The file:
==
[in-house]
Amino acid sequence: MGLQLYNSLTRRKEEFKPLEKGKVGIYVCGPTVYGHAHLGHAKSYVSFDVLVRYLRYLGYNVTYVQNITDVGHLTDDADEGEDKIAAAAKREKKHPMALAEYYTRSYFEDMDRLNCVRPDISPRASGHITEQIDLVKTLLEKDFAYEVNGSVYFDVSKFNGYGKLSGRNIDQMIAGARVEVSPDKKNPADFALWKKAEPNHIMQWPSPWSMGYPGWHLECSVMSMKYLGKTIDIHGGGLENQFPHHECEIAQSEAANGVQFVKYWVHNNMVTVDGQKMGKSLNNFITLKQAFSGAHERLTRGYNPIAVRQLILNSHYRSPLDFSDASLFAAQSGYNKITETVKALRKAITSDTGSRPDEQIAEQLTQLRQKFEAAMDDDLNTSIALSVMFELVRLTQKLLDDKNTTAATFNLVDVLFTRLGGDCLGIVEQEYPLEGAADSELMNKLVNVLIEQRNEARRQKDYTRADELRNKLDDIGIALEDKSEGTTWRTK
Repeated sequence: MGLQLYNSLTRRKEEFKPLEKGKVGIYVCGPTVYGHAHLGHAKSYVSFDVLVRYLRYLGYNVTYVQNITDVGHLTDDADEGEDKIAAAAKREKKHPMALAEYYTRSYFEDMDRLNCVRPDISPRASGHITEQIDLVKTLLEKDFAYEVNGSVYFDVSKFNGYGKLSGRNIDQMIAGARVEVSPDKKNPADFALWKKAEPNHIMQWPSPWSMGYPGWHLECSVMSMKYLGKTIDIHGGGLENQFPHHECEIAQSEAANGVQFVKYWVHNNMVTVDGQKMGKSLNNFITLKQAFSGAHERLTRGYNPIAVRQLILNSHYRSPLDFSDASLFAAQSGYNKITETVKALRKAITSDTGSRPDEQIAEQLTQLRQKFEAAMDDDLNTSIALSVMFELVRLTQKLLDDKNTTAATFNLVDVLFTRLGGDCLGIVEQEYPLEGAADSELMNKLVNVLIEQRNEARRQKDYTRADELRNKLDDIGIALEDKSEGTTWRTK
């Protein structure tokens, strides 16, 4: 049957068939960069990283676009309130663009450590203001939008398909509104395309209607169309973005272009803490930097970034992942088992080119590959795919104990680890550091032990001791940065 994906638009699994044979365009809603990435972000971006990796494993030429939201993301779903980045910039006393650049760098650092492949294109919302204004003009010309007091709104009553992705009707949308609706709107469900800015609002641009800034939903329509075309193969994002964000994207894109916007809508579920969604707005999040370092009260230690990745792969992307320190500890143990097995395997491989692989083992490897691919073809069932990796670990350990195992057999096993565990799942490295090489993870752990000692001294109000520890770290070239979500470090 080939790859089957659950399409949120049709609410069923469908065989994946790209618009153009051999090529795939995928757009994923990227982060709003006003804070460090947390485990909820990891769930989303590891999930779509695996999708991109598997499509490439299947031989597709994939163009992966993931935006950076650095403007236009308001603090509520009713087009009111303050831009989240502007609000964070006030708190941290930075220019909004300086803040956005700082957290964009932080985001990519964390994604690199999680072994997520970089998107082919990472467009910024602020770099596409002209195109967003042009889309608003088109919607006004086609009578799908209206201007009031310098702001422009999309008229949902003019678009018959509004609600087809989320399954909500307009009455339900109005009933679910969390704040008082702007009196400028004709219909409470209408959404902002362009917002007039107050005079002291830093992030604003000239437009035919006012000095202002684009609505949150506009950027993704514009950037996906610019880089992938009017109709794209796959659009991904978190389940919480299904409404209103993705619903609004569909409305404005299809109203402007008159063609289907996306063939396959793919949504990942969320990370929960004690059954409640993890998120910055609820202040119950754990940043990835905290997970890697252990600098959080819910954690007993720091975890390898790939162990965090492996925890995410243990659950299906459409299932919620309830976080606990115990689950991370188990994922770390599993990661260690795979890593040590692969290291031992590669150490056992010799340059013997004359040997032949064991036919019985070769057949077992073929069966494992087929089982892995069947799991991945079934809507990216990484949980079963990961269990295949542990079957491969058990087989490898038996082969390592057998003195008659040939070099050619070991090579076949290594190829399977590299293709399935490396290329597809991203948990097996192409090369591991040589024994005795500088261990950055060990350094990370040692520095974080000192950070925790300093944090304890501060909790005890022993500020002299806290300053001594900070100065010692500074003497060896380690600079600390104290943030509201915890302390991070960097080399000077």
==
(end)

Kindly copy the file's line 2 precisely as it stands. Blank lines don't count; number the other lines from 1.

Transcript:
Amino acid sequence: MGLQLYNSLTRRKEEFKPLEKGKVGIYVCGPTVYGHAHLGHAKSYVSFDVLVRYLRYLGYNVTYVQNITDVGHLTDDADEGEDKIAAAAKREKKHPMALAEYYTRSYFEDMDRLNCVRPDISPRASGHITEQIDLVKTLLEKDFAYEVNGSVYFDVSKFNGYGKLSGRNIDQMIAGARVEVSPDKKNPADFALWKKAEPNHIMQWPSPWSMGYPGWHLECSVMSMKYLGKTIDIHGGGLENQFPHHECEIAQSEAANGVQFVKYWVHNNMVTVDGQKMGKSLNNFITLKQAFSGAHERLTRGYNPIAVRQLILNSHYRSPLDFSDASLFAAQSGYNKITETVKALRKAITSDTGSRPDEQIAEQLTQLRQKFEAAMDDDLNTSIALSVMFELVRLTQKLLDDKNTTAATFNLVDVLFTRLGGDCLGIVEQEYPLEGAADSELMNKLVNVLIEQRNEARRQKDYTRADELRNKLDDIGIALEDKSEGTTWRTK